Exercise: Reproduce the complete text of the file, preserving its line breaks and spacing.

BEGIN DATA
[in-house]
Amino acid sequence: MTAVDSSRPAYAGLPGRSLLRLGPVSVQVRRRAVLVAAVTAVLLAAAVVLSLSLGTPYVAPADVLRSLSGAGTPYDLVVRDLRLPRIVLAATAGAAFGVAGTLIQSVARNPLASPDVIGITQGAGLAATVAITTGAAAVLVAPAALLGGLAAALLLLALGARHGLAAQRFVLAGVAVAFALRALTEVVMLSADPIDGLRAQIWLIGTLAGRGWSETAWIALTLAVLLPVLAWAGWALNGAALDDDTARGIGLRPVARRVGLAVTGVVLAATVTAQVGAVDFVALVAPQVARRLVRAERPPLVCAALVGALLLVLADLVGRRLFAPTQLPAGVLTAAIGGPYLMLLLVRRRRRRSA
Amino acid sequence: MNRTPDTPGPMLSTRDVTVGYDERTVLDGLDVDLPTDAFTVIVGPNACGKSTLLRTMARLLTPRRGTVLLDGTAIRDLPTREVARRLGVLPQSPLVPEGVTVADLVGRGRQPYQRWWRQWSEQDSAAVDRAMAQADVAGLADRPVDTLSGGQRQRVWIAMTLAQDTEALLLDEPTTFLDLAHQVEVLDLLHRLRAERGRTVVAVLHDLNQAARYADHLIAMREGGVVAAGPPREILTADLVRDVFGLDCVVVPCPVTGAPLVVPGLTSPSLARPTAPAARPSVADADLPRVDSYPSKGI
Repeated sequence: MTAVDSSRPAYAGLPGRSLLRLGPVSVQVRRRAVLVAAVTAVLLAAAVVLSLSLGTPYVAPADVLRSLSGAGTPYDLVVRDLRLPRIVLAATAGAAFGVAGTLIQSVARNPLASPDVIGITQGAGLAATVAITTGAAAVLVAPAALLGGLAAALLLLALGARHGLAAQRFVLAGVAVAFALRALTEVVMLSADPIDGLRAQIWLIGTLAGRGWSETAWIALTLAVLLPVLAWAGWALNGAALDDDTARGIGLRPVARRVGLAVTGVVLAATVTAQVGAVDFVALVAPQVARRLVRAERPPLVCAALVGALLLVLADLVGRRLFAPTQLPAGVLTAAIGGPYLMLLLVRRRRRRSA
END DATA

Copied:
[in-house]
Amino acid sequence: MTAVDSSRPAYAGLPGRSLLRLGPVSVQVRRRAVLVAAVTAVLLAAAVVLSLSLGTPYVAPADVLRSLSGAGTPYDLVVRDLRLPRIVLAATAGAAFGVAGTLIQSVARNPLASPDVIGITQGAGLAATVAITTGAAAVLVAPAALLGGLAAALLLLALGARHGLAAQRFVLAGVAVAFALRALTEVVMLSADPIDGLRAQIWLIGTLAGRGWSETAWIALTLAVLLPVLAWAGWALNGAALDDDTARGIGLRPVARRVGLAVTGVVLAATVTAQVGAVDFVALVAPQVARRLVRAERPPLVCAALVGALLLVLADLVGRRLFAPTQLPAGVLTAAIGGPYLMLLLVRRRRRRSA
Amino acid sequence: MNRTPDTPGPMLSTRDVTVGYDERTVLDGLDVDLPTDAFTVIVGPNACGKSTLLRTMARLLTPRRGTVLLDGTAIRDLPTREVARRLGVLPQSPLVPEGVTVADLVGRGRQPYQRWWRQWSEQDSAAVDRAMAQADVAGLADRPVDTLSGGQRQRVWIAMTLAQDTEALLLDEPTTFLDLAHQVEVLDLLHRLRAERGRTVVAVLHDLNQAARYADHLIAMREGGVVAAGPPREILTADLVRDVFGLDCVVVPCPVTGAPLVVPGLTSPSLARPTAPAARPSVADADLPRVDSYPSKGI
Repeated sequence: MTAVDSSRPAYAGLPGRSLLRLGPVSVQVRRRAVLVAAVTAVLLAAAVVLSLSLGTPYVAPADVLRSLSGAGTPYDLVVRDLRLPRIVLAATAGAAFGVAGTLIQSVARNPLASPDVIGITQGAGLAATVAITTGAAAVLVAPAALLGGLAAALLLLALGARHGLAAQRFVLAGVAVAFALRALTEVVMLSADPIDGLRAQIWLIGTLAGRGWSETAWIALTLAVLLPVLAWAGWALNGAALDDDTARGIGLRPVARRVGLAVTGVVLAATVTAQVGAVDFVALVAPQVARRLVRAERPPLVCAALVGALLLVLADLVGRRLFAPTQLPAGVLTAAIGGPYLMLLLVRRRRRRSA